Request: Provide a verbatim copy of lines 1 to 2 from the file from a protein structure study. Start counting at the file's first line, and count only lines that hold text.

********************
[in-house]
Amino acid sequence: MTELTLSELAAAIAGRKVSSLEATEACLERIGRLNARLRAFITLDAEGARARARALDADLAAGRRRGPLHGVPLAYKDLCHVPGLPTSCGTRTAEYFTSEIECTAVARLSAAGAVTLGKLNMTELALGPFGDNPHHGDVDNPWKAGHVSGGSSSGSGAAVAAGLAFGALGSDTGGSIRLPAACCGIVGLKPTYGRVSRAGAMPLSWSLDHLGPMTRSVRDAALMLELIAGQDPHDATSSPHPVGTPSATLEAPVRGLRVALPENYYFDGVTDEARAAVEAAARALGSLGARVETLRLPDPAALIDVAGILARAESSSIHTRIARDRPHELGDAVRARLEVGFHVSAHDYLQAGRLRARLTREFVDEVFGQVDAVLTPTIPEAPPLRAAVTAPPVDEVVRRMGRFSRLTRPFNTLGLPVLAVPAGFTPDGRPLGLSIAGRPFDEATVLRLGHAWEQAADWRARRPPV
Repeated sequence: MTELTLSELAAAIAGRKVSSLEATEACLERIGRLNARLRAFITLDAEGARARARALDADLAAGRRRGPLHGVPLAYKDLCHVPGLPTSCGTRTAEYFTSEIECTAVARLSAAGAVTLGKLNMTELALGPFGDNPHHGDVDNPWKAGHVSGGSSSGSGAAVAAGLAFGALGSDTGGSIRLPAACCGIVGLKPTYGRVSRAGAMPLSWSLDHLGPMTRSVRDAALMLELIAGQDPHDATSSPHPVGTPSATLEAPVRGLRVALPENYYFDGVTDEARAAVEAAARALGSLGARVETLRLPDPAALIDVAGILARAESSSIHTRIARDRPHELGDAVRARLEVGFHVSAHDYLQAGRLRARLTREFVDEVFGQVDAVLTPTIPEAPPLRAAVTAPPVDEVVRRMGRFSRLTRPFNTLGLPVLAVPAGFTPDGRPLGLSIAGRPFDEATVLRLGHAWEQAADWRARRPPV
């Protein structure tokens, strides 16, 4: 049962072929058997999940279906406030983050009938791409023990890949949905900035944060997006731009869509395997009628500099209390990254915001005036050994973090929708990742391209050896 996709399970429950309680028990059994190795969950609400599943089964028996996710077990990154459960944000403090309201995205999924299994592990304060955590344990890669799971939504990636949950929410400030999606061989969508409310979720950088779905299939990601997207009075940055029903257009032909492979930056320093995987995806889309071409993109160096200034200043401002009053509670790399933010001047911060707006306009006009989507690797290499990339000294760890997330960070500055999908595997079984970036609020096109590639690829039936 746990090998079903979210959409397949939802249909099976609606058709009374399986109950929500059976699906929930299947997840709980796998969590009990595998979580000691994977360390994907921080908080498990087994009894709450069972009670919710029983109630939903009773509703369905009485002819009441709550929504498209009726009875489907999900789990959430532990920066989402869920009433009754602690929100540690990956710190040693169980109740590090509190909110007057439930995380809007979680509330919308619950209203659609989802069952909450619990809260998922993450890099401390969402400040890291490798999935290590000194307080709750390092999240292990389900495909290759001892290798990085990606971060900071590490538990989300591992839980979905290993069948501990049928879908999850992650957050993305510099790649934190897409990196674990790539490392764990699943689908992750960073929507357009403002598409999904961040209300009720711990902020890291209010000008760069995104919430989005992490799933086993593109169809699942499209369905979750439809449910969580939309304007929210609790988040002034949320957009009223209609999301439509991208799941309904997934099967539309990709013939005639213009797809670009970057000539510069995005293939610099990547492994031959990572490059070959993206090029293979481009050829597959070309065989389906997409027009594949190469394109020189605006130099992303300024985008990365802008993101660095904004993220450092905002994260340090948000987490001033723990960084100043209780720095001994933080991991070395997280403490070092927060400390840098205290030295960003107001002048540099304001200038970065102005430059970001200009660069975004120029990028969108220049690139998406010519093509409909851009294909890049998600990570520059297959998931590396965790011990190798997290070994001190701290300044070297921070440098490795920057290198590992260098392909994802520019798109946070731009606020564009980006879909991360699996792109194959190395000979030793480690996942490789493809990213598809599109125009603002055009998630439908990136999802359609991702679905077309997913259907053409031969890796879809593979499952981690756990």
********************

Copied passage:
[in-house]
Amino acid sequence: MTELTLSELAAAIAGRKVSSLEATEACLERIGRLNARLRAFITLDAEGARARARALDADLAAGRRRGPLHGVPLAYKDLCHVPGLPTSCGTRTAEYFTSEIECTAVARLSAAGAVTLGKLNMTELALGPFGDNPHHGDVDNPWKAGHVSGGSSSGSGAAVAAGLAFGALGSDTGGSIRLPAACCGIVGLKPTYGRVSRAGAMPLSWSLDHLGPMTRSVRDAALMLELIAGQDPHDATSSPHPVGTPSATLEAPVRGLRVALPENYYFDGVTDEARAAVEAAARALGSLGARVETLRLPDPAALIDVAGILARAESSSIHTRIARDRPHELGDAVRARLEVGFHVSAHDYLQAGRLRARLTREFVDEVFGQVDAVLTPTIPEAPPLRAAVTAPPVDEVVRRMGRFSRLTRPFNTLGLPVLAVPAGFTPDGRPLGLSIAGRPFDEATVLRLGHAWEQAADWRARRPPV